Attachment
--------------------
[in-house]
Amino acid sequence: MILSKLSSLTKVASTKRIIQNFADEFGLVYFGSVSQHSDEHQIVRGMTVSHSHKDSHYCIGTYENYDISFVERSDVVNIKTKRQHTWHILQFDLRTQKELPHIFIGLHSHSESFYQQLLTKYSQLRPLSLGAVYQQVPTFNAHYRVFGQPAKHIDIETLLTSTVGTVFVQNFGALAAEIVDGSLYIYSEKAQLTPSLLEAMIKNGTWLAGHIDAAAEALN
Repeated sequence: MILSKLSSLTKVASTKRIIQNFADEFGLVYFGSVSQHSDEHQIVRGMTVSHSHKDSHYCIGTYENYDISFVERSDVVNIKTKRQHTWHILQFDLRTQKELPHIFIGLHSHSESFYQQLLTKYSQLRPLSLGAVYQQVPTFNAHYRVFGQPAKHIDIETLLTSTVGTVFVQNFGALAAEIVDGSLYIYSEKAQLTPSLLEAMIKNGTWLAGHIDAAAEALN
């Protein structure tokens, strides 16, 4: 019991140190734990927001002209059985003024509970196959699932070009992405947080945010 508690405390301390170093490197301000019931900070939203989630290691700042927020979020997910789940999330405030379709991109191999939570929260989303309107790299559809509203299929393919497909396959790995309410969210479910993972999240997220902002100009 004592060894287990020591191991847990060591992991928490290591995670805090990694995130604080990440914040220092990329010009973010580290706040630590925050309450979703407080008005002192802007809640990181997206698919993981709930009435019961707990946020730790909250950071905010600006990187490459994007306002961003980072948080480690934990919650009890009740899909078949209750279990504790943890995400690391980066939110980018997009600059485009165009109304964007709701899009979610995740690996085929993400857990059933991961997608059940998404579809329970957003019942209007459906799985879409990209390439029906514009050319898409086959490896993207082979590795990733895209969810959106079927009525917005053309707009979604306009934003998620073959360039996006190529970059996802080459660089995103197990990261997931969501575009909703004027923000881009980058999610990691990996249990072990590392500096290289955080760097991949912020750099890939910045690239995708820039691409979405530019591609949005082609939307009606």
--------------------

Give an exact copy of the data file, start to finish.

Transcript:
[in-house]
Amino acid sequence: MILSKLSSLTKVASTKRIIQNFADEFGLVYFGSVSQHSDEHQIVRGMTVSHSHKDSHYCIGTYENYDISFVERSDVVNIKTKRQHTWHILQFDLRTQKELPHIFIGLHSHSESFYQQLLTKYSQLRPLSLGAVYQQVPTFNAHYRVFGQPAKHIDIETLLTSTVGTVFVQNFGALAAEIVDGSLYIYSEKAQLTPSLLEAMIKNGTWLAGHIDAAAEALN
Repeated sequence: MILSKLSSLTKVASTKRIIQNFADEFGLVYFGSVSQHSDEHQIVRGMTVSHSHKDSHYCIGTYENYDISFVERSDVVNIKTKRQHTWHILQFDLRTQKELPHIFIGLHSHSESFYQQLLTKYSQLRPLSLGAVYQQVPTFNAHYRVFGQPAKHIDIETLLTSTVGTVFVQNFGALAAEIVDGSLYIYSEKAQLTPSLLEAMIKNGTWLAGHIDAAAEALN
């Protein structure tokens, strides 16, 4: 019991140190734990927001002209059985003024509970196959699932070009992405947080945010 508690405390301390170093490197301000019931900070939203989630290691700042927020979020997910789940999330405030379709991109191999939570929260989303309107790299559809509203299929393919497909396959790995309410969210479910993972999240997220902002100009 004592060894287990020591191991847990060591992991928490290591995670805090990694995130604080990440914040220092990329010009973010580290706040630590925050309450979703407080008005002192802007809640990181997206698919993981709930009435019961707990946020730790909250950071905010600006990187490459994007306002961003980072948080480690934990919650009890009740899909078949209750279990504790943890995400690391980066939110980018997009600059485009165009109304964007709701899009979610995740690996085929993400857990059933991961997608059940998404579809329970957003019942209007459906799985879409990209390439029906514009050319898409086959490896993207082979590795990733895209969810959106079927009525917005053309707009979604306009934003998620073959360039996006190529970059996802080459660089995103197990990261997931969501575009909703004027923000881009980058999610990691990996249990072990590392500096290289955080760097991949912020750099890939910045690239995708820039691409979405530019591609949005082609939307009606």